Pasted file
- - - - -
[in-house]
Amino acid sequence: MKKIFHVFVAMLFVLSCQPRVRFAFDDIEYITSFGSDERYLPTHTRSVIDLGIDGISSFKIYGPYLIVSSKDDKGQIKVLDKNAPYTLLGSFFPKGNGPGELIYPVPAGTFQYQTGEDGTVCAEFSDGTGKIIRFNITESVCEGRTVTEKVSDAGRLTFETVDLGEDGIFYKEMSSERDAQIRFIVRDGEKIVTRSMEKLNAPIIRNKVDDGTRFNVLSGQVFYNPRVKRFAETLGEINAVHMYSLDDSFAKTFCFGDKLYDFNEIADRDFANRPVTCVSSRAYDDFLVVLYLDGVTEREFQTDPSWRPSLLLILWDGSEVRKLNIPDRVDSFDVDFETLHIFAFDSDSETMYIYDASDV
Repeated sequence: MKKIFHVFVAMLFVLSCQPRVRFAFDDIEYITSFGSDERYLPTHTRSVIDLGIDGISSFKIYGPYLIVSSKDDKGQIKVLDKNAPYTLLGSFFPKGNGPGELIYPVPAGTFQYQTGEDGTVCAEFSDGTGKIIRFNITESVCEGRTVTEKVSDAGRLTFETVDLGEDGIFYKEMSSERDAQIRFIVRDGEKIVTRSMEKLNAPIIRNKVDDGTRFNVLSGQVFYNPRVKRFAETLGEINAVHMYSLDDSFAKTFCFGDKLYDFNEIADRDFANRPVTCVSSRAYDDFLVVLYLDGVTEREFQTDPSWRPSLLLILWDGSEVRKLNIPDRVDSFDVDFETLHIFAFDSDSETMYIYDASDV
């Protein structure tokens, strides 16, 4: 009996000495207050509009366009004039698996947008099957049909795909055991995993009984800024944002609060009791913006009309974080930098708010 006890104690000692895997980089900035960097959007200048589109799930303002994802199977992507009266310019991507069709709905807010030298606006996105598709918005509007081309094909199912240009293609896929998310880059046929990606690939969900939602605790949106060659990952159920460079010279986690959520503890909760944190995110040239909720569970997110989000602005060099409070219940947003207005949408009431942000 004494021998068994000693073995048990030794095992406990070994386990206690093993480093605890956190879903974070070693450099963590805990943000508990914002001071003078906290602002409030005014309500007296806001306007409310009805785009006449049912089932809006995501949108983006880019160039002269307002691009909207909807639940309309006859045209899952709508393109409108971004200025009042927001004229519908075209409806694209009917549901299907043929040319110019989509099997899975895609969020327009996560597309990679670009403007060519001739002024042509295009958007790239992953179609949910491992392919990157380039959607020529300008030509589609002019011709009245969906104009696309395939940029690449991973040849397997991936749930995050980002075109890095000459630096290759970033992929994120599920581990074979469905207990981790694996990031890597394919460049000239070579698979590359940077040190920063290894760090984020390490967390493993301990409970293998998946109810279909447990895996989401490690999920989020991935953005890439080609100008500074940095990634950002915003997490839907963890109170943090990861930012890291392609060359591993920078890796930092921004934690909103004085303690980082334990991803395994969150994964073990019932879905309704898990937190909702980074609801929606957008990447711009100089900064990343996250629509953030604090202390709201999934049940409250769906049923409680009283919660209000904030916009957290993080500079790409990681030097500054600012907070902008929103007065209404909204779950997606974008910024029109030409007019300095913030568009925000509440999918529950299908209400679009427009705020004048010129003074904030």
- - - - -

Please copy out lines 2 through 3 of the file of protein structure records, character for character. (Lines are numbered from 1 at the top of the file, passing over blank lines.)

Amino acid sequence: MKKIFHVFVAMLFVLSCQPRVRFAFDDIEYITSFGSDERYLPTHTRSVIDLGIDGISSFKIYGPYLIVSSKDDKGQIKVLDKNAPYTLLGSFFPKGNGPGELIYPVPAGTFQYQTGEDGTVCAEFSDGTGKIIRFNITESVCEGRTVTEKVSDAGRLTFETVDLGEDGIFYKEMSSERDAQIRFIVRDGEKIVTRSMEKLNAPIIRNKVDDGTRFNVLSGQVFYNPRVKRFAETLGEINAVHMYSLDDSFAKTFCFGDKLYDFNEIADRDFANRPVTCVSSRAYDDFLVVLYLDGVTEREFQTDPSWRPSLLLILWDGSEVRKLNIPDRVDSFDVDFETLHIFAFDSDSETMYIYDASDV
Repeated sequence: MKKIFHVFVAMLFVLSCQPRVRFAFDDIEYITSFGSDERYLPTHTRSVIDLGIDGISSFKIYGPYLIVSSKDDKGQIKVLDKNAPYTLLGSFFPKGNGPGELIYPVPAGTFQYQTGEDGTVCAEFSDGTGKIIRFNITESVCEGRTVTEKVSDAGRLTFETVDLGEDGIFYKEMSSERDAQIRFIVRDGEKIVTRSMEKLNAPIIRNKVDDGTRFNVLSGQVFYNPRVKRFAETLGEINAVHMYSLDDSFAKTFCFGDKLYDFNEIADRDFANRPVTCVSSRAYDDFLVVLYLDGVTEREFQTDPSWRPSLLLILWDGSEVRKLNIPDRVDSFDVDFETLHIFAFDSDSETMYIYDASDV